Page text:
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Rubio Visits Puerto Rico, Advocating Directly to Pence for Hurricane Aid

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WASHINGTON — Sen. Marco Rubio (R-Fla.) flew to Puerto Rico on Monday to survey hurricane damage and recovery efforts in advance of a meeting today with Vice President Mike Pence to advocate for the U.S. territory.

Rubio was accompanied by the island’s delegate to Congress, Resident Commissioner Jenniffer González Colón, who thanked the Florida lawmaker for being “our voice in the Senate.”

During a briefing at the San Juan Convention Center, Rubio stressed that “on this island live the loved ones of American citizens who gave their lives for our country.”

“On this island live the loved ones and American citizens who at this very moment are risking their lives for the safety and security of our nation. It is our commitment to do everything within our power to ensure that the response to this hurricane is the same as it would be in any other territory or state of this great nation,” the senator said.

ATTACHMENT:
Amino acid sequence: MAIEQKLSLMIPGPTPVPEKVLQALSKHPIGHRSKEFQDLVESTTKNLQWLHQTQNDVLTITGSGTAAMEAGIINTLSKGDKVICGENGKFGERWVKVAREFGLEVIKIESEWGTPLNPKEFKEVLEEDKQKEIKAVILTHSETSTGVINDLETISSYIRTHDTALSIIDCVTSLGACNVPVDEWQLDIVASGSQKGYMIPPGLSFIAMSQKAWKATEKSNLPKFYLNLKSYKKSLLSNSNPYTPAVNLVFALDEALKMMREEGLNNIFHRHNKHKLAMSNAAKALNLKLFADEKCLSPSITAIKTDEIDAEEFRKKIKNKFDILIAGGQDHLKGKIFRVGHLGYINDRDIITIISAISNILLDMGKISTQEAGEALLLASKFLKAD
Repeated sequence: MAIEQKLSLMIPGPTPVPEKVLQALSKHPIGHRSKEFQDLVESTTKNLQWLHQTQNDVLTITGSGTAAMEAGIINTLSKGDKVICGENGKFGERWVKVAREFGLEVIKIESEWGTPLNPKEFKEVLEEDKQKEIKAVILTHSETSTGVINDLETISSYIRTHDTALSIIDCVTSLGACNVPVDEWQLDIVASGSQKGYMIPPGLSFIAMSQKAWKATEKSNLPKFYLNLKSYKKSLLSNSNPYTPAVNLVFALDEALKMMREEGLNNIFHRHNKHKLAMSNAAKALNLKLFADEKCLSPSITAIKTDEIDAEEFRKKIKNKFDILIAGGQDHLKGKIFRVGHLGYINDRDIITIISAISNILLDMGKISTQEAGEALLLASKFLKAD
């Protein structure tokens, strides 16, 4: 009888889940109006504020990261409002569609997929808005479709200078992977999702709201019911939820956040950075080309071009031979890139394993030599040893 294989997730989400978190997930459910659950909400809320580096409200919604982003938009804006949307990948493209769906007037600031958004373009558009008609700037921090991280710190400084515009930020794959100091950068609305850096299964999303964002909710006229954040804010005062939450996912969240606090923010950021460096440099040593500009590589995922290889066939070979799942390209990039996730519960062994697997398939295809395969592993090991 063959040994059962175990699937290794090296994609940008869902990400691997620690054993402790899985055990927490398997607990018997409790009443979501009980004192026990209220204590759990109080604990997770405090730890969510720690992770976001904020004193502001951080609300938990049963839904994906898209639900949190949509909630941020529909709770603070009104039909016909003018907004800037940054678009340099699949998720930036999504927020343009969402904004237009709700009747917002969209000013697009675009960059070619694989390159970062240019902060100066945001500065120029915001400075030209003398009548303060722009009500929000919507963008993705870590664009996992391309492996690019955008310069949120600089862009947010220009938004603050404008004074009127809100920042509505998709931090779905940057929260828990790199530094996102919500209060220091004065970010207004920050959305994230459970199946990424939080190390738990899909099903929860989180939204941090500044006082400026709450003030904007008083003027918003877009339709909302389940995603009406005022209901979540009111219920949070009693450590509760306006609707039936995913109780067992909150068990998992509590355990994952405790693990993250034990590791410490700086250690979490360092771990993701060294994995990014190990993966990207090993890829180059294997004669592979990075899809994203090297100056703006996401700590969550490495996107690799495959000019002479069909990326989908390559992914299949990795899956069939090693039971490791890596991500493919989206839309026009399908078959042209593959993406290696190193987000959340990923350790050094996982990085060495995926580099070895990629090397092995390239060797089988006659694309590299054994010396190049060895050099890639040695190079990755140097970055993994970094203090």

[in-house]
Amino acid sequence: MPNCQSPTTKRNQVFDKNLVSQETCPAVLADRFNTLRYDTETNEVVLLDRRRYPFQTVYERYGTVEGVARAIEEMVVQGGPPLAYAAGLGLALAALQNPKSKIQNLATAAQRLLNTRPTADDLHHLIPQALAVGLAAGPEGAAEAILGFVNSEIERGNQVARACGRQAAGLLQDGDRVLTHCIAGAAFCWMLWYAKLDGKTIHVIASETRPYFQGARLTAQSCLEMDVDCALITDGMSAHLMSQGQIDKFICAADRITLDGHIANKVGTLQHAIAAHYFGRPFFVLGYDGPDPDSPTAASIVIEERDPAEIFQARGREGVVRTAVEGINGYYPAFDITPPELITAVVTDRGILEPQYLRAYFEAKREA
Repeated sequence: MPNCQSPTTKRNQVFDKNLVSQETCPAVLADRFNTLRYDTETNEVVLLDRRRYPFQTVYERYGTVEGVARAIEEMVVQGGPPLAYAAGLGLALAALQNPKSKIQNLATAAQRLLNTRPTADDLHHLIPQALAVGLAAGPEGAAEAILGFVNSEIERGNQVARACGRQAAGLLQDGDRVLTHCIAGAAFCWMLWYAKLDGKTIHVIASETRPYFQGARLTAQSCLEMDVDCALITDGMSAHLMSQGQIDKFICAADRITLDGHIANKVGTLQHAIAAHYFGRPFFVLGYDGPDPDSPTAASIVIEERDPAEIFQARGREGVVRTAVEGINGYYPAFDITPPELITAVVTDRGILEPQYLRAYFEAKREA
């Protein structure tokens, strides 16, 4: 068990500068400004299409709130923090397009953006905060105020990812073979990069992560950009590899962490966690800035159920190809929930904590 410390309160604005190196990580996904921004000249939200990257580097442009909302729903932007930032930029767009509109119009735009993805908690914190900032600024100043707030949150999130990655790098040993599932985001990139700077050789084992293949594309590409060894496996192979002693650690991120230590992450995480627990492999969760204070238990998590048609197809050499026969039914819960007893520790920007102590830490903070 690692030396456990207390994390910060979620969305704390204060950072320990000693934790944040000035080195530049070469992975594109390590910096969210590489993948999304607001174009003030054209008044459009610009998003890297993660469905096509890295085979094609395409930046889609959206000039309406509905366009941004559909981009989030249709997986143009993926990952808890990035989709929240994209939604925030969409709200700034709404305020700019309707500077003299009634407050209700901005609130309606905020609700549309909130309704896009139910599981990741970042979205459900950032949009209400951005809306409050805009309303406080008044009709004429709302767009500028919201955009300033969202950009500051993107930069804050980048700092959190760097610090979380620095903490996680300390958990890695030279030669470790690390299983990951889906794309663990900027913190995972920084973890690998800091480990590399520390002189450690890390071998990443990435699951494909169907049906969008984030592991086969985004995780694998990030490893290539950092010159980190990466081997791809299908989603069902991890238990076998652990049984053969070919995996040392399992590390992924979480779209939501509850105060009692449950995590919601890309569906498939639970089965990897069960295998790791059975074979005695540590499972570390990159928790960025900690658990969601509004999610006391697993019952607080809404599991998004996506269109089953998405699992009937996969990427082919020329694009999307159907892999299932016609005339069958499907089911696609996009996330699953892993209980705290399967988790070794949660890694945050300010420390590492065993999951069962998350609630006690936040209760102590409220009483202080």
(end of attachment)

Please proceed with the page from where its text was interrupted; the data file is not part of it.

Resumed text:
Rubio advocated responding to Hurricane Maria — as well as damage from the previous hurricane, Irma, as well as the longstanding financial storm in Puerto Rico — “in appropriate way by providing not just the resources, but the flexibility for local authorities to be able to respond by exploring the possibility of low interest loans for the territory to be able to respond to the significant cost needed for this recovery, and ultimately to rebuild Puerto Rico stronger than ever.”

“If we’re going to rebuild, and we will rebuild, let’s do so in a way that’s modern and resistant, for this will not be the last storm that impacts this island,” he added. “That is the message we seek to come here and learn more about so that we can return tonight and begin the hard work in Washington to make that happen. It’s our commitment to do everything possible to assist.”

Rubio and González were scheduled to meet with Pence at the Capitol this afternoon.

Puerto Rico Gov. Ricardo Rossello warned on MSNBC this morning that the hurricane aftermath could “unravel” into a humanitarian crisis.

“Right now we don’t have power. Certainly it’s been a devastating event here in Puerto Rico. The infrastructure has suffered severely,” Rossello said. “My petition is, if we want to avoid a humanitarian crisis in the United States where 3.5 million U.S. citizens, proud U.S. citizens live, we need to take swift action in Congress to have a robust package for Puerto Rico, give us flexibility and allow us to execute properly.”

About 60 percent of the island does not have potable water, he reported.

“We’ve collaborated with the administration,” he said. “But this is unprecedented. We’re going to need more help.”